The committee meets once a year, ploughing through over hundreds of applications. Only a fraction are approved, though those who don’t meet the cut are automatically rolled over for a second review the next year. (That’s the last chance, though – if they still don’t make it, they must be re-nominated to be considered.)
Nominees must show that they have made significant contributions to the industry, in the areas of television, motion pictures, radio, recording and live performance. These must be “proven” by the application documents: a biography (maximum of 2 pages), a list of accomplishments, a photograph and samples of work. Fans can nominate, but the celebrity/manager must give a letter of agreement. There is a sponsorship fee of $25,000.
The committee passes its short list to the Hollywood Chamber of Commerce’s
Board of Directors, and the Los Angeles City Board of Public Works. The Los Angeles City Council has the final approbation.
Send submissions to:
Hollywood Walk of Fame
7018 Hollywood Boulevard
Hollywood, CA 90028
We know about Oprah’s fortunes, but aside from the talk show host, topping the list of Hollywood TV millionaires is Simon Cowell. His shows like “X Factor” and “American Idol” have earned him a staggering £100million fortune. Some magazines pin it to much, much more — factoring in merchandising and other income sources, the two brands bring in as much as
Weakest Link presenter Anne Robinson isn’t doing too badly with a £62million bank account, though she could lose half of it to ex husbang John Penrose.
Hollywood producers are willing to invest millions on films if it can bring in the audience — you got to spend money to make some money, right?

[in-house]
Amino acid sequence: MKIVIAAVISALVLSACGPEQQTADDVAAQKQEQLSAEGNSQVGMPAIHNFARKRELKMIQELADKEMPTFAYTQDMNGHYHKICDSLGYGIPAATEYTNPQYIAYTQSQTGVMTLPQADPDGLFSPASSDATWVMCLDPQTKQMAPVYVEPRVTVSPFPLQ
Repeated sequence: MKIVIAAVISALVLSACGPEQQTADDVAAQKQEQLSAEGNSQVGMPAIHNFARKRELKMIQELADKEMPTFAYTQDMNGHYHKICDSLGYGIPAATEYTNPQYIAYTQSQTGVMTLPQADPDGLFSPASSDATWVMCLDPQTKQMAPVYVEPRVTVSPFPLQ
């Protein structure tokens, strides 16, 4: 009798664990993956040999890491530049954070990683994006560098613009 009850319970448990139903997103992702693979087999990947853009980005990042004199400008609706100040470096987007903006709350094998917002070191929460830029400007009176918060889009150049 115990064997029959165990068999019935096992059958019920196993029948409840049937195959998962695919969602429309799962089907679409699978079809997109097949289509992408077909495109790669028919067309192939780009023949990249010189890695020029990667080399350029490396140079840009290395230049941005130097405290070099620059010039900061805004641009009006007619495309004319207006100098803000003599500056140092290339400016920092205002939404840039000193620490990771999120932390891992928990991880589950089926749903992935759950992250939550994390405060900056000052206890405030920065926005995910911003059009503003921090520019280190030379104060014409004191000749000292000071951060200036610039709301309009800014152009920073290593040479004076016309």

That’s probably how the accountant of SpiderMan 3 justified a budget of $258 million, giving it one of the highest price tags of any movie before or after its release. But it’s not really the most expensive movie if you factor in inflation.
Cleopatra cost about $ 44 million, a princely sum considering it was filmed in 1963 (that would be worth about $295 million today). It is the most epensive movie made in HOllywood.
However, the Soviet movie “War and Peace” based on the Tolstoy classic cost $ 100 million in 1968, and took over 7 years to finish. It’s won the Guiness record for the largest battle scene (about 120,000 soldiers). If you compute for inflation, that would be worth abot $ 500 million today.
Ready for a different kind of celebrity sighting? Go to the Hollywood Roosevelt Hotel, located at 7000 Hollywood Boulevard. This place is home to two celebrity ghosts.
The first is Montgomery Clift, known for his role in “From Here to Eternity.” He had spent 3 months in the hotel, and guests who stay # 928 — his room — can hear him reciting the script from that movie, or occassionally playing the trumpet.
Marilyn Monroe is also said to haunt Suite 1200, her favorite room. Her figure has appeared in a full-length mirror, which was moved from her room to the elevator on a lower level.
The Hollywood strike escalates as writers rallied on Wall Street, and celebrities lent their support to the cause.
The crisis takes a dramatic “plot twist” as the Governor of California, Arnold Schwarzenegger confronted the writers union leaders of intimidating anyone who wanted to go back to work.
Los Angeles Mayor Antonio Villaraigosa is also trying to diffuse the tension.
AS the white suits worked it out in the conference rooms, as many as 500 celebrities went to the streets and even distributed food. “We’ve become a close family with all our writers,” says “Desperate Housewives” star James Denton. “We’re all in the same boat. We’re all fighting the same battle.” They have something at stake: the WGA crisis could affect their own contracts, which expire by June.